Rio Tinto has formed a joint venture with Angolan state-owned diamond company Endiama that will see the pair explore one of the country’s potential mines.
The deal focuses on the Chiri kimberlite in Angola’s Lunda Sul region, Rio Tinto said Sunday. The mining giant has secured a 75% stake in the first phase of the 35-year agreement, while Endiama has retained a 25% interest, according to a government statement Thursday. The contract leaves open the possibility for Endiama to increase its holding to 49%.
“The JV [joint venture] will embark on a staged program of evaluation that will take a minimum of five years to determine if the project will progress to development,” a Rio Tinto spokesperson told Rapaport News. The company will operate and manage the project, she added.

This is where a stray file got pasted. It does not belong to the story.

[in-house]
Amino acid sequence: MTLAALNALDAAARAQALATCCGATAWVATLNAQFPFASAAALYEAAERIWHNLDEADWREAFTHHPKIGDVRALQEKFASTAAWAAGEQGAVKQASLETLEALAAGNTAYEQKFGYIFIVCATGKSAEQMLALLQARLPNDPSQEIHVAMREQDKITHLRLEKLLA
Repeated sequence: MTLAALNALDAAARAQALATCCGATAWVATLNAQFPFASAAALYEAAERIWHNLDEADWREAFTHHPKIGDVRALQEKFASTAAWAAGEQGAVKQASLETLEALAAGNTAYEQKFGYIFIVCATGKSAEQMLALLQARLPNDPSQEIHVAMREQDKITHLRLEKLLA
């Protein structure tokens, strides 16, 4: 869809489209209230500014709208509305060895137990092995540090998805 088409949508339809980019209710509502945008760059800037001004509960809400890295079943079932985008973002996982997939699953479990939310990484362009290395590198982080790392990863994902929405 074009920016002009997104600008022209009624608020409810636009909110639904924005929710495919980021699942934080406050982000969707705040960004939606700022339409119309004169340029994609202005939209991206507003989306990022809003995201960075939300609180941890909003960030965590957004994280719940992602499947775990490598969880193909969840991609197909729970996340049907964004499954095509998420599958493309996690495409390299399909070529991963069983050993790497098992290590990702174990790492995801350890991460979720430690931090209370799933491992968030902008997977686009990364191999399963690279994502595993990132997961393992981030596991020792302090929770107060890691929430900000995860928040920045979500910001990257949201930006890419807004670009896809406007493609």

Work on the concession will begin this year, stated Endiama CEO José Manuel Augusto Ganga Júnior. The mine is likely to have been installed by 2024, though its exact potential is unknown, he observed.
The Chiri mine is one of several exploration licenses from the property of Isabel dos Santos, the daughter of former Angolan president José Eduardo dos Santos, according to a Reuters report from 2018. The government took control of this and other assets as part of a crackdown on family monopolies, and began offering them to outside investors.
Rio Tinto has been seeking new diamond-mining opportunities in Africa “for quite some time,” noted M’zée Fula Ngenge, chairman of the African Diamond Council, in a post on LinkedIn. Diamonds.net